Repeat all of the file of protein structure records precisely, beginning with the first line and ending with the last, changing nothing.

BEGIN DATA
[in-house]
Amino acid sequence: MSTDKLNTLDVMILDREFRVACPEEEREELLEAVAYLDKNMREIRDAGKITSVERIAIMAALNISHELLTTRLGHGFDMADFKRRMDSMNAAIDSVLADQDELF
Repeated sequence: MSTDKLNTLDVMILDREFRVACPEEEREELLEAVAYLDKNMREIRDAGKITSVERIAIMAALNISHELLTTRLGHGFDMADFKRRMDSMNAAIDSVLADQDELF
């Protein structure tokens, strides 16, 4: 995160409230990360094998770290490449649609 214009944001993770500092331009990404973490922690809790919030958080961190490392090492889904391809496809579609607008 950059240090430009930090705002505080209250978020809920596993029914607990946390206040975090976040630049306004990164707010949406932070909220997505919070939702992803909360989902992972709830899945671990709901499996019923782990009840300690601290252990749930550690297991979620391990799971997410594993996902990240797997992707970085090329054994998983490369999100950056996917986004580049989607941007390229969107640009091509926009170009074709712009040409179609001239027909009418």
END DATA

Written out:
[in-house]
Amino acid sequence: MSTDKLNTLDVMILDREFRVACPEEEREELLEAVAYLDKNMREIRDAGKITSVERIAIMAALNISHELLTTRLGHGFDMADFKRRMDSMNAAIDSVLADQDELF
Repeated sequence: MSTDKLNTLDVMILDREFRVACPEEEREELLEAVAYLDKNMREIRDAGKITSVERIAIMAALNISHELLTTRLGHGFDMADFKRRMDSMNAAIDSVLADQDELF
């Protein structure tokens, strides 16, 4: 995160409230990360094998770290490449649609 214009944001993770500092331009990404973490922690809790919030958080961190490392090492889904391809496809579609607008 950059240090430009930090705002505080209250978020809920596993029914607990946390206040975090976040630049306004990164707010949406932070909220997505919070939702992803909360989902992972709830899945671990709901499996019923782990009840300690601290252990749930550690297991979620391990799971997410594993996902990240797997992707970085090329054994998983490369999100950056996917986004580049989607941007390229969107640009091509926009170009074709712009040409179609001239027909009418």